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Costing the Green Grid: Current and Future Technology - Highlighted Paper

Posted On:
Feb 8, 2024 at 6:00 AM
Energy Policy, Climate Change


From: Net Zero Watch

By: Andrew Montford

Date: January 26, 2024

Costing the Green Grid: Current and Future Technology

Executive summary

A recent Royal Society report claimed the electricity grid could be decarbonised without materially raising the cost per unit of electricity delivered (the ‘system cost’). The annual cost would be of the order of £30 billion. However, this conclusion relied on extraordinary input parameters:

  • demand values that are very low, and hardly vary with temperature, apparently through use of an incorrect seasonal demand curve;
  • highly optimistic cost and efficiency assumptions.

These assumptions included:

  • 60% reduction in offshore wind capital cost
  • 70% reduction in offshore wind operating costs
  • 50% increase in offshore wind output • 30% reduction in solar capex
  • 70% reduction in solar opex
  • 90% reduction in electrolyser capex
  • 45% increase in electrolyser efficiency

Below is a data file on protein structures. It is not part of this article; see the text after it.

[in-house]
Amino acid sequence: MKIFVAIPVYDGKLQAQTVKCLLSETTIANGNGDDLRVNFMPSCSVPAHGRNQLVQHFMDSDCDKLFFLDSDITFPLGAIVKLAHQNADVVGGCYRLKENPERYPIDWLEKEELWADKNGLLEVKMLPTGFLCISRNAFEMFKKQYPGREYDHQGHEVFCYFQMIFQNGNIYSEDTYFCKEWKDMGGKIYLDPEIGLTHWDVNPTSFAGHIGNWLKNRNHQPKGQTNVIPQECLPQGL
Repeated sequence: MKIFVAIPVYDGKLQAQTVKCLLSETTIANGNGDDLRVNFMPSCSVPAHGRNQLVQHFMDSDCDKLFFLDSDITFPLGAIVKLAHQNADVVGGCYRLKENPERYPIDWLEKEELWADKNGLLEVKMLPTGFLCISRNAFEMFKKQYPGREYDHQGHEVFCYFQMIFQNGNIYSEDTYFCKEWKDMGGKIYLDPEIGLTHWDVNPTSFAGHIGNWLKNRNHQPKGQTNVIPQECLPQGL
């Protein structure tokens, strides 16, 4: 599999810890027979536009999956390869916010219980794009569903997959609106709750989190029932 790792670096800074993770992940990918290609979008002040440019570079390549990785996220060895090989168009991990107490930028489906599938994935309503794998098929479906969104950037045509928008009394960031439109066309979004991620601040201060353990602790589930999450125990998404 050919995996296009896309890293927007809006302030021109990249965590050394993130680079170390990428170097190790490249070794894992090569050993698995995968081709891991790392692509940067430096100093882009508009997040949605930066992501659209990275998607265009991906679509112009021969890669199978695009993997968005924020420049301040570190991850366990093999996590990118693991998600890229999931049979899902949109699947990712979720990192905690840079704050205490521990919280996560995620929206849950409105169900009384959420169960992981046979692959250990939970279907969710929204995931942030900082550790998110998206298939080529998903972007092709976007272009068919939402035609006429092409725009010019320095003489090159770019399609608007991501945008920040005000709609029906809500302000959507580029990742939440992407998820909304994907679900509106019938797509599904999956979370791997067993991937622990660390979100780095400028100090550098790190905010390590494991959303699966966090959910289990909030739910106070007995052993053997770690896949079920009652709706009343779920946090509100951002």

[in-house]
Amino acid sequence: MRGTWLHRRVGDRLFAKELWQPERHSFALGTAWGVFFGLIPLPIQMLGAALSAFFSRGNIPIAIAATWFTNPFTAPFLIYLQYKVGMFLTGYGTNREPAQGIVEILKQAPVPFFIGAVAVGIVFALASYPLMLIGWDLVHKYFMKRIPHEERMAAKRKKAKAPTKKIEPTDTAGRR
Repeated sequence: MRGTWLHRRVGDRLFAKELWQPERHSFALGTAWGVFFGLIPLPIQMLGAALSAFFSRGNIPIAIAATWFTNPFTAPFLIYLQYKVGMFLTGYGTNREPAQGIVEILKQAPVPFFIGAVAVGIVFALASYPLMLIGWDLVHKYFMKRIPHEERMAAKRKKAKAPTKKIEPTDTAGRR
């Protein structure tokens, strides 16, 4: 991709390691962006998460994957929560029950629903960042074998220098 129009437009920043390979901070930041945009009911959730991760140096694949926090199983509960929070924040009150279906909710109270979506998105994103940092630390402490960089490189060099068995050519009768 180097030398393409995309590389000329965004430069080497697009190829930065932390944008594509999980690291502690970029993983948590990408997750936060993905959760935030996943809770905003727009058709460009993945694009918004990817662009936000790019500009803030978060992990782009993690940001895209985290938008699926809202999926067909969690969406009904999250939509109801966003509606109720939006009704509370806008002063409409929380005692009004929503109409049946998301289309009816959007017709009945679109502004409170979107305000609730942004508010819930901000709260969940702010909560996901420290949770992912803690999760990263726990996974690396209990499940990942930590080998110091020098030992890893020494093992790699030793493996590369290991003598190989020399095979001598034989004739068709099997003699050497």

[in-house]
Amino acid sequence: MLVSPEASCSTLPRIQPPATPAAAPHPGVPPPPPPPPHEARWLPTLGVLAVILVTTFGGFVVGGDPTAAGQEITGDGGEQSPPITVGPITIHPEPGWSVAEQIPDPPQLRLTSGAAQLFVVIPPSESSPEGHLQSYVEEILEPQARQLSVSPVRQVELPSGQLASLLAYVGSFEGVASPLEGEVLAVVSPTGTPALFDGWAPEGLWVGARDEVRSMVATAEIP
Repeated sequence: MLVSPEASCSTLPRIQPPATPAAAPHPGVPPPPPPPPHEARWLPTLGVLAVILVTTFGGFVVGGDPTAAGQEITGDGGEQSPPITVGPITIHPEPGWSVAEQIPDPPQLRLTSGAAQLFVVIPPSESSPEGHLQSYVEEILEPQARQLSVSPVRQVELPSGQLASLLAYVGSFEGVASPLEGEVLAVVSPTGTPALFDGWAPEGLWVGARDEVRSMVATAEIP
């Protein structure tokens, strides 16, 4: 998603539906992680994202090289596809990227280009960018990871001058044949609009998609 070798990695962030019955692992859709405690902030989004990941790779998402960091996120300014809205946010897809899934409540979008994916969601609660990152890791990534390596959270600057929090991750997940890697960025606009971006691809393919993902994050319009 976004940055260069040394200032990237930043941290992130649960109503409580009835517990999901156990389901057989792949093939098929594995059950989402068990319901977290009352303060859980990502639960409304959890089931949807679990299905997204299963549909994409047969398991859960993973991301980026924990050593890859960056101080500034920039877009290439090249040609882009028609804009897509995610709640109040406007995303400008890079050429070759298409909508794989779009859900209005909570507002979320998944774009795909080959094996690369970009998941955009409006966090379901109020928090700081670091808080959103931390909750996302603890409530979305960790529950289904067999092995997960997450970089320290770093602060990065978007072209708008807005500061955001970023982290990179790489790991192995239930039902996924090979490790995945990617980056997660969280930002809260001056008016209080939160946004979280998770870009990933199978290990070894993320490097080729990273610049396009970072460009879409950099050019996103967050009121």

• 60% reduction in reciprocating engine capex
  • 55% increase in reciprocating engine efficiency

compared to levels seen today. In order to deliver a decarbonised grid by 2050 at the overall cost stated in the report, these improvements would have to be delivered in the next 2–3 years.

The electricity system model presented in this paper reproduces the Royal Society’s results and then examines the effect of correcting the flaws.

  • Using the correct seasonal demand curve increases costs by around  10%, to £33 billion per year. The latter figure represents around £1000 per household.
  • Introducing interannual variability – that is, allowing for extra demand in cold years – increases annual spend to over £50 billion, or £1700 per household.
  • Using assumptions representing current technology and costs,  but without allowing for interannual variability, increases annual spend to around £160 billion, or £5000 per household.
  • If demand is allowed to vary year by year, then 2023 technology would give an annual spend of around £260 billion (perhaps £8000 per household).

This rate of spend would have to be sustained indefinitely.

Obviously, some reductions in costs should be expected by 2050, so the last scenario only determines the envelope of possible outcomes. However, it is clear that the Royal Society contains a significant error, having apparently used incorrect figures for their seasonal demand curve. The sheer scale of the optimism in its assumptions also means that it is misleading for the policy community.

Together, these flaws mean that the report should be withdrawn. (continue reading)


Costing the Green Grid: Current and Future Technology